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August 02, 1985 - Image 11

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Michigan Daily, 1985-08-02

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SPORTS
11 Friday, August 2,1985 The Michigan Daily
Ueberroth may fine players, owners

NEW YORK (UPI) - Baseball the major league baseball owners and million annual contribution over a
commissioner Peter Ueberroth broke players. five-year period - about $23 million to
1 with the traditional owner-allegiances "BY 8 O'CLOCK I'm going to sub- $31 million. The players have asked
of his office yesterday and made a mit a series of solutions and proposals for $60 million, one-third of the owners
series of proposals to unlock the to both sides," he said. "I am, in ef- national television revenues.
stalled baseball talks, including a $1 fect, going to put bread on the table In exchange, the players would give
million-a-day penalty on both sides. and hope they break bread." the owners the salary arbitration ex-
"In life we can choose to side with Ueberroth outlined two of the poten- tension they want from two years to
whoever we want to and I choose to tial solutions: three and limit the awards made by
side with the fans who pay the bills," First, he suggested that $45 million arbitrators to double a player's
said Ueberroth. - representing the difference bet- current salary. A superstar clause
AT AN afternoon news conference ween the players' pension fund would be included to lift restrictions
at a Manhattan hotel, the baseball demand and the owners' previous on top athletes' salaries.
commissioner, who had not been ac- pension contributions - be put in HOWEVER, NO active baseball
tive in the nine-month-long escrow. players would be affected by the
negotiation process, said he decided THE OWNERS' and players change in salary arbitration,
to intervene because only four days negotiators would be given 45 days to Ueberroth said.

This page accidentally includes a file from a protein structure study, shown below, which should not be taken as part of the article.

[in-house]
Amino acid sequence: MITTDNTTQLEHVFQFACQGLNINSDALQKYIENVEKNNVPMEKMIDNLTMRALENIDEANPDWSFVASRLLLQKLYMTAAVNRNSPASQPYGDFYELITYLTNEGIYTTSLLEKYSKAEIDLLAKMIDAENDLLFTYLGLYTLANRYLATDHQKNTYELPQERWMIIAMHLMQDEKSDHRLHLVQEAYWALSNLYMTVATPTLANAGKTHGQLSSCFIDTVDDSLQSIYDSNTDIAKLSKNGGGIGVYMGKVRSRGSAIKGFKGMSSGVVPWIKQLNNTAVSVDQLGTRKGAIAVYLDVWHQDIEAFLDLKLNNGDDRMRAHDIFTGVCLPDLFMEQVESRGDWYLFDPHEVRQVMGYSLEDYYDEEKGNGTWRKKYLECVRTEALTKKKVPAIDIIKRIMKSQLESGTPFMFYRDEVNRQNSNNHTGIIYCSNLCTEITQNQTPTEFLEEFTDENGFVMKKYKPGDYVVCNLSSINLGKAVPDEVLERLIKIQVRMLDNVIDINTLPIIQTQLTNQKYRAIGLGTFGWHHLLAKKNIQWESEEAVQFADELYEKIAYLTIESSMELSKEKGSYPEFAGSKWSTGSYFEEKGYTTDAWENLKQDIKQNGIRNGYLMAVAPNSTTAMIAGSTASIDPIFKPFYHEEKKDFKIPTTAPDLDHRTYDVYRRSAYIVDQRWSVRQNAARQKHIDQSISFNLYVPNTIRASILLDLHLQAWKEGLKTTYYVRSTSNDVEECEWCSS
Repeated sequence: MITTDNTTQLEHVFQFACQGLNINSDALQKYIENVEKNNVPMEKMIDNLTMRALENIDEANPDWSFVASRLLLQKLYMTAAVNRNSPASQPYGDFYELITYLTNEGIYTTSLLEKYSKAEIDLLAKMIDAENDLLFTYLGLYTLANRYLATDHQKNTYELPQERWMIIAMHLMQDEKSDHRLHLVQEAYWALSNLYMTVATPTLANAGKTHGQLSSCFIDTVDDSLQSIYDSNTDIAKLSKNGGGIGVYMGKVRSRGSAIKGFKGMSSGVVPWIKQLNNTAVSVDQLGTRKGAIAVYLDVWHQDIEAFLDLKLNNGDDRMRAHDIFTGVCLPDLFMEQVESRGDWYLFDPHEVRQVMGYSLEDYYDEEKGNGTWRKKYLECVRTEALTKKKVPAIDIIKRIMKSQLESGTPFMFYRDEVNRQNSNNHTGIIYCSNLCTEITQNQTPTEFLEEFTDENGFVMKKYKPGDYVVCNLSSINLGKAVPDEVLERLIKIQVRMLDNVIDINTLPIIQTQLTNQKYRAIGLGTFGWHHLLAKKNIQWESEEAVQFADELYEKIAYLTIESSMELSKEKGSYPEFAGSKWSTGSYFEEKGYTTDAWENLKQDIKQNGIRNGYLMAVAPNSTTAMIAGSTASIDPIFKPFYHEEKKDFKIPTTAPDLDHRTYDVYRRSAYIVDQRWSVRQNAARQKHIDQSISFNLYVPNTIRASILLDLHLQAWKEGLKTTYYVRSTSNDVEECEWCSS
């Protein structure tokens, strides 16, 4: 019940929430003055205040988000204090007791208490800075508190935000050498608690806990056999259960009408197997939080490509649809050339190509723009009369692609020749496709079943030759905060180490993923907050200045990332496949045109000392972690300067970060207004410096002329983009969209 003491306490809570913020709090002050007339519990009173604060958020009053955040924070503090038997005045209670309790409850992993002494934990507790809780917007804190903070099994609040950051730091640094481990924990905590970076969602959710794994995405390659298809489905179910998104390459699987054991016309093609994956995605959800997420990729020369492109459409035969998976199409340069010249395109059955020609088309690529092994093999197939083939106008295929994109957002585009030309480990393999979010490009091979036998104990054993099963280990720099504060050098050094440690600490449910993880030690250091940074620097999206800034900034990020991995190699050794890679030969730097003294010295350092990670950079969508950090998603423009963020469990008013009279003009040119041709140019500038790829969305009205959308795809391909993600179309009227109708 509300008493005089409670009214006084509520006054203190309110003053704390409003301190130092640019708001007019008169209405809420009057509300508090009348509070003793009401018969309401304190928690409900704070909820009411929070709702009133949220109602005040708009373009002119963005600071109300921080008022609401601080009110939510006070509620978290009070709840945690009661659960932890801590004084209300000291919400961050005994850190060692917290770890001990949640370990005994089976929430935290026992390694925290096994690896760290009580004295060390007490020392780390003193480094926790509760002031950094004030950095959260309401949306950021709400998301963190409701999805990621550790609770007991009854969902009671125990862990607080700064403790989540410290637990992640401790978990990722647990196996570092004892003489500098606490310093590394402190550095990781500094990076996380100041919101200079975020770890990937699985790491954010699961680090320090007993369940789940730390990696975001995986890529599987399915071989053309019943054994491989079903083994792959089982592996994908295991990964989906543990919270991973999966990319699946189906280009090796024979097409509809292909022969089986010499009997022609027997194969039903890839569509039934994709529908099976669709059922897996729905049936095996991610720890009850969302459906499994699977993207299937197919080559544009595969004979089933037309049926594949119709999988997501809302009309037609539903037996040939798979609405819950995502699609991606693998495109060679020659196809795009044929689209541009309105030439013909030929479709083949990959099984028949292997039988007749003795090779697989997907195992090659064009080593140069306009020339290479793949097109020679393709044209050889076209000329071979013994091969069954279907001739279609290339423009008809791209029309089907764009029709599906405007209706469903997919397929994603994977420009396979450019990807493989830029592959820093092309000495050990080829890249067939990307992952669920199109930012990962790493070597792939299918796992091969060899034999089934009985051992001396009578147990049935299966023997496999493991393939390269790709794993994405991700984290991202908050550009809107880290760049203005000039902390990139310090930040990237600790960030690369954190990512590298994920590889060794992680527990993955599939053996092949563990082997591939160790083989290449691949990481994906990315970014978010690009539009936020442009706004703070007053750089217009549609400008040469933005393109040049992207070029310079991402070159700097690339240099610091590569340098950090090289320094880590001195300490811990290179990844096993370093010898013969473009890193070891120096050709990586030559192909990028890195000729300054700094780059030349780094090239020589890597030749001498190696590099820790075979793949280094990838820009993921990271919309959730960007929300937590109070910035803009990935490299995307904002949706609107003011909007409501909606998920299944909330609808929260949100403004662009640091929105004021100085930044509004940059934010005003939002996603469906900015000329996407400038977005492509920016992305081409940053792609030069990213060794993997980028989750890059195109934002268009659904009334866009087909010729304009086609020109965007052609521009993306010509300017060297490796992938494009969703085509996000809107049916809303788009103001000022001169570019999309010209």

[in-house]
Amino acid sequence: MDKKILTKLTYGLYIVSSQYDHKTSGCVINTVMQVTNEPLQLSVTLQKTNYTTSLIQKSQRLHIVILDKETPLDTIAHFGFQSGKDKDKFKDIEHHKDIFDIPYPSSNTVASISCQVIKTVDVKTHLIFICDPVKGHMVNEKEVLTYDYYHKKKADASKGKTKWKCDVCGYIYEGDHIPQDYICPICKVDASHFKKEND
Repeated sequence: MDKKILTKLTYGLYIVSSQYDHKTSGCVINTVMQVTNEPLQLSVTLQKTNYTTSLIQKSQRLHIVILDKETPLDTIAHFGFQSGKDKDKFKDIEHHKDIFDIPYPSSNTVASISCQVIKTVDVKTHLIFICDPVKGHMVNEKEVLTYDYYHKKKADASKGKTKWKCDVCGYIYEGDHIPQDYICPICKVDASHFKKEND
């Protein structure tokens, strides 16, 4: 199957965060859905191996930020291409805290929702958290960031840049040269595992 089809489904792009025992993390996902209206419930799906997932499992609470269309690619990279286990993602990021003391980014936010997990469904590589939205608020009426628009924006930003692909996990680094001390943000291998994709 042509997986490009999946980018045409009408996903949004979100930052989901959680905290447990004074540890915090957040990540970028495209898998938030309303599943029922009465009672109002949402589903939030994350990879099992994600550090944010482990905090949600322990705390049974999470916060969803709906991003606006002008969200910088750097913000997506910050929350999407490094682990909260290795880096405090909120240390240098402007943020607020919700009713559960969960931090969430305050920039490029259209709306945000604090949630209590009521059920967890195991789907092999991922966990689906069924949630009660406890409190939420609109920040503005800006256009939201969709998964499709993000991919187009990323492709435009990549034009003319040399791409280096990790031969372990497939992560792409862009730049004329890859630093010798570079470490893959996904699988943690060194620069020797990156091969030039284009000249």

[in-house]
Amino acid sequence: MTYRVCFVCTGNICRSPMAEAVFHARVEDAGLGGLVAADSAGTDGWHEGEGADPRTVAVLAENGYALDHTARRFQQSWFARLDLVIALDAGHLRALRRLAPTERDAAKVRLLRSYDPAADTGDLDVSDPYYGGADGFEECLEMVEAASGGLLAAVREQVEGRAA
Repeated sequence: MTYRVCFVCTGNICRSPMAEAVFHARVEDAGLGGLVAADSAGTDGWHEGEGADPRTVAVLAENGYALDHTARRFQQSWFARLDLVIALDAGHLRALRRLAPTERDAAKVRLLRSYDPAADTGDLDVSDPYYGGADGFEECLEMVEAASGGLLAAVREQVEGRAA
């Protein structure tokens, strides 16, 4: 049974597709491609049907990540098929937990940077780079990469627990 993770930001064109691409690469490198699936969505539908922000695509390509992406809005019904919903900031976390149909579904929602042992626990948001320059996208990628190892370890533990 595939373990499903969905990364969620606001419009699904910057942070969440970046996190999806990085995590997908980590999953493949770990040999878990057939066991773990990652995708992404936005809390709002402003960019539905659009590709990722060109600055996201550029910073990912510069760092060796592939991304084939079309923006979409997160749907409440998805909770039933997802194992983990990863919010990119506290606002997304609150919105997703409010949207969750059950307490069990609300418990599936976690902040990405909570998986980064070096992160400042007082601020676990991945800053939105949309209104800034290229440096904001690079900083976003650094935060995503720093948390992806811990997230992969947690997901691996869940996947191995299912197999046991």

remained before the players' strike reach an agreement on a contribution The baseball commissioner said the
deadline with no solution in sight. amount or, as each day passed, a solutions he would propose had been
The real impact of Ueberroth's million dollars would be removed suggested by fans, non-paid con-
proposals remain to be seen. He from the escrow account and be given sultants and included some of his own
issued no threats to either the players "to amateur baseball to help personal ideas.
or owners and shied away from youngsters who love to play the In a move that appeared to put even
saying he would invoke his power, un- game" or another charity. more distance between the com-
der the basic agreement between The second proposal, one Ueberoth missioner and the owners, Ueberroth
players and owners, "to act in the best called the "plain and simple said he would not seek a second term
interests of baseball." solution," would require the owners to as baseball commissioner unless the
Ueberroth said'he would present his offer the players a 50 to 100 percent owners agree to let players and um-
plans this morning to negotiators for increase over their present $15.5 pires participate in the election

process. Lee MacPhail, chief negotiator for
"As far as I am concerned, five the owners, would not comment on
years from now I will not be seeking a Ueberroth's proposals until he had an
second term unless other sectors are opportunity to study them but said the
allowed to participate in the elec- commissioner's remarks placed no
tion," he said. pressure on him.

THE SPORTING VIEWS
By THOMAS HRACH
Perhaps you've seen me. I'm the one who walks the J
campus touting a jacket with the smiling mascot of thel
Cleveland Indians.
It's been 31 years since Willie Mays made his famous